Category Archives: book review

My review of Lab Girl for the LA Review of Books

NB: Cross-posted from my personal blog. You have surely, by now, heard all about Hope Jahren’s terrific scientific memoir Lab Girl, including as one of my “bookshelf” recommendations for Chronicle Vitae. My full-length review of Lab Girl is now online … Continue reading

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Personal narrative of a journey from zoos to academia

Back in February, the South Carolina Aquarium and The Center for Humans and Nature hosted the finale in the Holland Lifelong Learning series of “Why do zoos and aquariums matter?” in Charleston. I’ll admit, at first, the main reason I … Continue reading

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How to Clone a Mammoth: When science fiction becomes reality

When I explain that I study the woolly mammoth, sooner or later (and usually right away) comes the question, “Are you going to clone a mammoth?” From childish excitement to real scientific interest, the idea of cloning a mammoth raises … Continue reading

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Don’t trust your data: reviewing Bioinformatics Data Skills

There is little debate on the importance of bioinformatics for the present and future of science. As molecular ecologists, we are likely more aware of this than most disciplines due to the data explosion that has accompanied the wide application of … Continue reading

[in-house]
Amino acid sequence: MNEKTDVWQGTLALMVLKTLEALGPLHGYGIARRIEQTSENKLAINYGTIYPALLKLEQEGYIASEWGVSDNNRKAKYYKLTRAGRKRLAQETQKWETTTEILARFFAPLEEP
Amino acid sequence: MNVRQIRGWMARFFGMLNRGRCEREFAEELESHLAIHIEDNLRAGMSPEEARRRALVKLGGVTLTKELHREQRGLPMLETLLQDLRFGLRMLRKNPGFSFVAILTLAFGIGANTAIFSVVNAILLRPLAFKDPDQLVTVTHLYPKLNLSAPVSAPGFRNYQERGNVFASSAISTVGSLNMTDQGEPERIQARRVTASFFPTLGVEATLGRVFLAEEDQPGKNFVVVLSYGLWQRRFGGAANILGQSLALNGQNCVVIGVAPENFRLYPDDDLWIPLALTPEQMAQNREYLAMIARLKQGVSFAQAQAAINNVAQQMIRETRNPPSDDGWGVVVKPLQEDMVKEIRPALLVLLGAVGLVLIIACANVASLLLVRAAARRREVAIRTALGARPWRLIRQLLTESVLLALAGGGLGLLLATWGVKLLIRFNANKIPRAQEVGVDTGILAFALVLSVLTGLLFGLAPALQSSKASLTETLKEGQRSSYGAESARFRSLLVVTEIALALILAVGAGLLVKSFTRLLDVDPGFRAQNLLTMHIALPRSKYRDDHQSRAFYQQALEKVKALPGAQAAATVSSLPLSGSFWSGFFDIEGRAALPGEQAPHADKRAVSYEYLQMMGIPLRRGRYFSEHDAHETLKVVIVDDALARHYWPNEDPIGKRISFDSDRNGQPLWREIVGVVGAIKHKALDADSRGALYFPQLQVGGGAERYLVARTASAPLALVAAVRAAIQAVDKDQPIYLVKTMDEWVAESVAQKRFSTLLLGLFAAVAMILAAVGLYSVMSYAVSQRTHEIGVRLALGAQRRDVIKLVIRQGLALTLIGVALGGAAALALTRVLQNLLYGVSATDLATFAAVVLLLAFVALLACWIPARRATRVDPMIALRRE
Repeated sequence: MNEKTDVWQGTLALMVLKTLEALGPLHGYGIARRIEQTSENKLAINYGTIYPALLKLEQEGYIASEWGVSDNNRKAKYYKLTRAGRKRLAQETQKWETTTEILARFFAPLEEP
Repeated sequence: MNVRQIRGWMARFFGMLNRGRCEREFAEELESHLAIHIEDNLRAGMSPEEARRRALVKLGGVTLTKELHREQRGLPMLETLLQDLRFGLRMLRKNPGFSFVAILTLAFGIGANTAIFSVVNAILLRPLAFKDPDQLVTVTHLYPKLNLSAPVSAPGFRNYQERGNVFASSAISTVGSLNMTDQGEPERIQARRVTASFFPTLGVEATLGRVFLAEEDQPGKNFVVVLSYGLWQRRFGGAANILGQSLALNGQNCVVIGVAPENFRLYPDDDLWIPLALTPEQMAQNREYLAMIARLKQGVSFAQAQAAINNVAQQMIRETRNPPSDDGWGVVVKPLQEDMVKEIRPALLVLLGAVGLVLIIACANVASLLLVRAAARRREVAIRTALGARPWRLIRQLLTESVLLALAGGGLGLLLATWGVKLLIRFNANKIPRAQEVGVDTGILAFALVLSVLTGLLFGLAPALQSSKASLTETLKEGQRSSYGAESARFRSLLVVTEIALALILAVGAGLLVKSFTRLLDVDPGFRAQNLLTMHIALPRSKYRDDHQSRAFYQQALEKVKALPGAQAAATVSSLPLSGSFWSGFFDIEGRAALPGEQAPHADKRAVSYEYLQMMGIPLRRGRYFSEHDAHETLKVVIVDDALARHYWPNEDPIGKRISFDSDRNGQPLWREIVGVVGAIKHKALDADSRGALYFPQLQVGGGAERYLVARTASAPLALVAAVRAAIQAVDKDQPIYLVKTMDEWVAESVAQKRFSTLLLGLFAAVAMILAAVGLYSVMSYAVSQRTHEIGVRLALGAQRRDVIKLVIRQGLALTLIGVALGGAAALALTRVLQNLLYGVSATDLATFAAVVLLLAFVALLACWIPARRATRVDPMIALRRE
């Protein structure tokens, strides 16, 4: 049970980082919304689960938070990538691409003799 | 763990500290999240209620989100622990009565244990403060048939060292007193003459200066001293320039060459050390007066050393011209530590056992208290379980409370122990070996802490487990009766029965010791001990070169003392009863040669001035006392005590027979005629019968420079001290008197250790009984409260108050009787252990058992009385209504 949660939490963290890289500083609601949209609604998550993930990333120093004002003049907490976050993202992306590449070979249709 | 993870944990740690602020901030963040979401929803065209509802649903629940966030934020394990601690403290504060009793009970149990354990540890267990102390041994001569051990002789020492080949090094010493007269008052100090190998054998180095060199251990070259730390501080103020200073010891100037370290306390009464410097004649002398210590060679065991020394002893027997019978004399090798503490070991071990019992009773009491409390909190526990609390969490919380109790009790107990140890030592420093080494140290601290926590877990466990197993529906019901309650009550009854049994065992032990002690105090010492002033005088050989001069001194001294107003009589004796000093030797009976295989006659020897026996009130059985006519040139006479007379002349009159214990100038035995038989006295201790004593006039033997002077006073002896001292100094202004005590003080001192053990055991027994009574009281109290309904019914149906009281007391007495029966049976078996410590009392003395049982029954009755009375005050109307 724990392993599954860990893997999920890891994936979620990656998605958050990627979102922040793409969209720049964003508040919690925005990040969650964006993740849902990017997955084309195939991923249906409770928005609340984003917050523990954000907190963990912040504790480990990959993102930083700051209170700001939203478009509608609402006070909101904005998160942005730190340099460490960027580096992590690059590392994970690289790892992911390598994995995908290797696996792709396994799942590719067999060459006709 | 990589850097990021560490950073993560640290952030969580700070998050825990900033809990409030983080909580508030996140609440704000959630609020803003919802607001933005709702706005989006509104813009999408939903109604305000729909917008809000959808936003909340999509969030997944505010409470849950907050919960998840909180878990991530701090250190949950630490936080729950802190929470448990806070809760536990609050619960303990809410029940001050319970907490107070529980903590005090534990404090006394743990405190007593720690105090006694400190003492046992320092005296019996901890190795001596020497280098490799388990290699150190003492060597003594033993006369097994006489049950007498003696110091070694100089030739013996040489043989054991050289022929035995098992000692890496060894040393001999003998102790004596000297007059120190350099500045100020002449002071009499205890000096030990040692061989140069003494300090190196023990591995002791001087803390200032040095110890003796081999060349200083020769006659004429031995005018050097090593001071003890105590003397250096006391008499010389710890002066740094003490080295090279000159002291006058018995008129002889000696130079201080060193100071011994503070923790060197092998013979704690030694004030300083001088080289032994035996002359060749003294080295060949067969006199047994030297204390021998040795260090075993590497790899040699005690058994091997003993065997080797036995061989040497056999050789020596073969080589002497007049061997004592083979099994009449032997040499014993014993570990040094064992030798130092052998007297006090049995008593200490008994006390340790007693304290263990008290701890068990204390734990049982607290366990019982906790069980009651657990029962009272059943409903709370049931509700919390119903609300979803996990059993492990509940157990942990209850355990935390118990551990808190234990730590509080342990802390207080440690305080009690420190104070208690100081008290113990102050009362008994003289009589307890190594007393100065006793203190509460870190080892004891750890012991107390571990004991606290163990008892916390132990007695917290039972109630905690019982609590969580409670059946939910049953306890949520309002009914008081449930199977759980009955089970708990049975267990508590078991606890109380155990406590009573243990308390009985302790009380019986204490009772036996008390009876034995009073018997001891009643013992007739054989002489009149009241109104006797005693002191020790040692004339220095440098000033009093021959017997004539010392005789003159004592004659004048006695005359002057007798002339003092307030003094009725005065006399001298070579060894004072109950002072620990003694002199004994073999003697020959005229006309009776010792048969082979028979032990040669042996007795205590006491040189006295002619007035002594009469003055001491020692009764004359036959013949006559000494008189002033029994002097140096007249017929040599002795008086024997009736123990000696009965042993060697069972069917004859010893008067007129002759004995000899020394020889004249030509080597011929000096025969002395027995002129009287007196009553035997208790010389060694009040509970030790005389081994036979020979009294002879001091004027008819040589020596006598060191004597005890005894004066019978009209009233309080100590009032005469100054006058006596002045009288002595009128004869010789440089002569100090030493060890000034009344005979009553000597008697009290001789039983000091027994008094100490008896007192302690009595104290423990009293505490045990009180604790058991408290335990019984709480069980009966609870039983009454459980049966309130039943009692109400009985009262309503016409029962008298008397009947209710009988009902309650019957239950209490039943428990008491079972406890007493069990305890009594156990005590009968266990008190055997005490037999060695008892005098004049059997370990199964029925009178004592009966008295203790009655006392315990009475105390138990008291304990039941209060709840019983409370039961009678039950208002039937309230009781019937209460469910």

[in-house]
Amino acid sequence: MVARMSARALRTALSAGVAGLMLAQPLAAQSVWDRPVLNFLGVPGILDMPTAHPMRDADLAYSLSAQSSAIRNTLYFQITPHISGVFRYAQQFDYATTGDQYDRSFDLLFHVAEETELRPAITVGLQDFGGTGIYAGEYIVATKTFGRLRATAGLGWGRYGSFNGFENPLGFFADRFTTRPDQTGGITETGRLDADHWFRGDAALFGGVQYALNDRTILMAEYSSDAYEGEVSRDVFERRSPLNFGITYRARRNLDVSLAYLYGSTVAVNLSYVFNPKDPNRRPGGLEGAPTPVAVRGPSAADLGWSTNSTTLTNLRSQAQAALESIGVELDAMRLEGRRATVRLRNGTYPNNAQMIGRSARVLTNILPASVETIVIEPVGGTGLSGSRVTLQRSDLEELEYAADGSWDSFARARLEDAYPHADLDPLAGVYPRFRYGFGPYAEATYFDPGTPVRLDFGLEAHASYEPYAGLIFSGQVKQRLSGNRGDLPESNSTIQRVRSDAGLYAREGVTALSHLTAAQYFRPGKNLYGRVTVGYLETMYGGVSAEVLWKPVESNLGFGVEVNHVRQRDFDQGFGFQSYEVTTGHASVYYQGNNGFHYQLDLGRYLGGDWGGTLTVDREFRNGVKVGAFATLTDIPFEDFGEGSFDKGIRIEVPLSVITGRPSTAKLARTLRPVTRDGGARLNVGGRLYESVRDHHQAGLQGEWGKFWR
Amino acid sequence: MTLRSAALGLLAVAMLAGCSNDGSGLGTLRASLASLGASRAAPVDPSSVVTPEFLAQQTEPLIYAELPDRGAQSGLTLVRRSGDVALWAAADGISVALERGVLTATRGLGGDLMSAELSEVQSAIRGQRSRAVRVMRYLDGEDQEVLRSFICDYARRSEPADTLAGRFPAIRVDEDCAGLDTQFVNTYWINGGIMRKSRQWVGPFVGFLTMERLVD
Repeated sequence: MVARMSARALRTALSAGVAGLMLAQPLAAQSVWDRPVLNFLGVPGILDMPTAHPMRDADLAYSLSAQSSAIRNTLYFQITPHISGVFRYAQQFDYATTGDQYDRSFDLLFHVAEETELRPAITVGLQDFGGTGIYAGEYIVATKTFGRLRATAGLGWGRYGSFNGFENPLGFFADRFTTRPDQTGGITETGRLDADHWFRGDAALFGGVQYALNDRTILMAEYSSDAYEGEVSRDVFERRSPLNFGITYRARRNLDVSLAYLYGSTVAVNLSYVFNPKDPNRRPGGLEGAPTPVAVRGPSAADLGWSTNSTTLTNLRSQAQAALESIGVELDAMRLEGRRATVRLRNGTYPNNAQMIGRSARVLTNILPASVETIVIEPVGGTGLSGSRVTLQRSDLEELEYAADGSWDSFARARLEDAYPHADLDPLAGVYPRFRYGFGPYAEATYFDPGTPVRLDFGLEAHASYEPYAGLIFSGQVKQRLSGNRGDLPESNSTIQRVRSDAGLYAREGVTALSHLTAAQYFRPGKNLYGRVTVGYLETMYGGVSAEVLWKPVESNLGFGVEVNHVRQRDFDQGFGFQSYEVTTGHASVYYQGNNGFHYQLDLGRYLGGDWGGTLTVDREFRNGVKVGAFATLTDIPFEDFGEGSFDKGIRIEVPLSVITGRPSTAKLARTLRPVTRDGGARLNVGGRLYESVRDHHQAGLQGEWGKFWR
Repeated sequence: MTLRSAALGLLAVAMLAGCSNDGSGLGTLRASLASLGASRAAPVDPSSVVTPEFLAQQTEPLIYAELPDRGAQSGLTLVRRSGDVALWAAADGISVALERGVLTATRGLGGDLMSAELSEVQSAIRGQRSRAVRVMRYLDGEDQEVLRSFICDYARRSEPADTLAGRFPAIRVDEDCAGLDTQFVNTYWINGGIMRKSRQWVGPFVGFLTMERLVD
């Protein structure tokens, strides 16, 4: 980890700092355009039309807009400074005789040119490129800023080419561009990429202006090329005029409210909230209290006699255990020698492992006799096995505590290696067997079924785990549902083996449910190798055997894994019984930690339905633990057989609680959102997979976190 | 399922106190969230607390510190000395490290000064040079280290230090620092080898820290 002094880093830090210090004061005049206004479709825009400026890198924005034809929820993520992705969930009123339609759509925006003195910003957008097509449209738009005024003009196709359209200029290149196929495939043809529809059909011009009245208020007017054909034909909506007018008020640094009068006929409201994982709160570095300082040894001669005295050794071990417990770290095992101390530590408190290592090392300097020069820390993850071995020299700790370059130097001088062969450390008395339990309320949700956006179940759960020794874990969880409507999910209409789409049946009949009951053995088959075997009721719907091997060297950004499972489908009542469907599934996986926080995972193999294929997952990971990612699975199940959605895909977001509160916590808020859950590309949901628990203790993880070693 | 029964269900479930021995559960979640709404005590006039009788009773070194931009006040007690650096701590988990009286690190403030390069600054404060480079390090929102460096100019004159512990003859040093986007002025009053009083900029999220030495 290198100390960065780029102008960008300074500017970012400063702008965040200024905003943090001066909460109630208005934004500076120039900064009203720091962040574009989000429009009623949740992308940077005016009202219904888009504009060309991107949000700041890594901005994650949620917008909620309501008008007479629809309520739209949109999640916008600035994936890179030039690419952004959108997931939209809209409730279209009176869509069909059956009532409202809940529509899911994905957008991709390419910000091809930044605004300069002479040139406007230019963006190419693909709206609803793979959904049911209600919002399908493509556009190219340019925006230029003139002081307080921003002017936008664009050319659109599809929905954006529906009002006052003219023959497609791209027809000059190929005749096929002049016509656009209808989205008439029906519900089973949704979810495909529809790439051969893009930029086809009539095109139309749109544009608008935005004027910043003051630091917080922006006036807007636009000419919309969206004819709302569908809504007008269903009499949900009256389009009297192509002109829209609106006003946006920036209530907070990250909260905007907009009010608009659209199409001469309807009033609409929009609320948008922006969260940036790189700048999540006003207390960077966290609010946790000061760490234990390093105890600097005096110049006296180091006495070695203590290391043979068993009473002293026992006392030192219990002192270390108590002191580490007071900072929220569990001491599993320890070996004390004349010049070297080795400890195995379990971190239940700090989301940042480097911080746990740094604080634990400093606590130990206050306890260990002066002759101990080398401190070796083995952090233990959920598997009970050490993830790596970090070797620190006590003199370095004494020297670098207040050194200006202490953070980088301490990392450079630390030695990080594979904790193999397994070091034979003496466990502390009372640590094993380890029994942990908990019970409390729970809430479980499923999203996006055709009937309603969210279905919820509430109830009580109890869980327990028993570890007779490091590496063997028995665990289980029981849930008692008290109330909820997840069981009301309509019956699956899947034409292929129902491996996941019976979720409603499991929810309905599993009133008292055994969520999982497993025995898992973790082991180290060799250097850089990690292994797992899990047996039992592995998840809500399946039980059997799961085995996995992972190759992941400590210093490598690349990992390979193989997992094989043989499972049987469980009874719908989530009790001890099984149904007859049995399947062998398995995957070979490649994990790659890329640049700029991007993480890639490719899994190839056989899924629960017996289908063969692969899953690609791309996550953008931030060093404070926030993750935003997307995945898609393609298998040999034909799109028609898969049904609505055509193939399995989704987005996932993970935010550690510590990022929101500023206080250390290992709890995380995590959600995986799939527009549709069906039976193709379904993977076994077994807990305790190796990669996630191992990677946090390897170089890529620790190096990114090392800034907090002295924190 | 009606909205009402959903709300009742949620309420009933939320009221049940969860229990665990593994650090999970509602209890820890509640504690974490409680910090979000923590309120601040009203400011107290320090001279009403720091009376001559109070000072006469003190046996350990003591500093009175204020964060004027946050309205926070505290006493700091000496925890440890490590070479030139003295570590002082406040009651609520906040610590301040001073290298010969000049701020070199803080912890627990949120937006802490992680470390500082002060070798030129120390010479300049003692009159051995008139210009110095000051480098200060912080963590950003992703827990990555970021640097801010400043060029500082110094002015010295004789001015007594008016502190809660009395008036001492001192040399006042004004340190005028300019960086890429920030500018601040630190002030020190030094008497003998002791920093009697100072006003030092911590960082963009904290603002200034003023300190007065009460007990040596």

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Bigger on the inside

Evolutionary biology is, fundamentally, the study of how populations of living things change over time. Different creatures live different lives, and at any given point in time they seem to do so relatively well, which poses a question: how do … Continue reading

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How A Troublesome Inheritance gets human genetics wrong

Probably since before the origin of modern Homo sapiens, we have known that people from other places—the next village over, the other side of the mountains, or some distant and unexplored land—were different from us. Some of those differences were … Continue reading

Posted in book review, genomics, population genetics | Tagged , , | 13 Comments

Sequencer to the stars

No single person is responsible for the revolution in genetic data collection that has reshaped biology over just a handful of decades, but if you had to make a list of people deserving credit, Craig Venter’s name would be among … Continue reading

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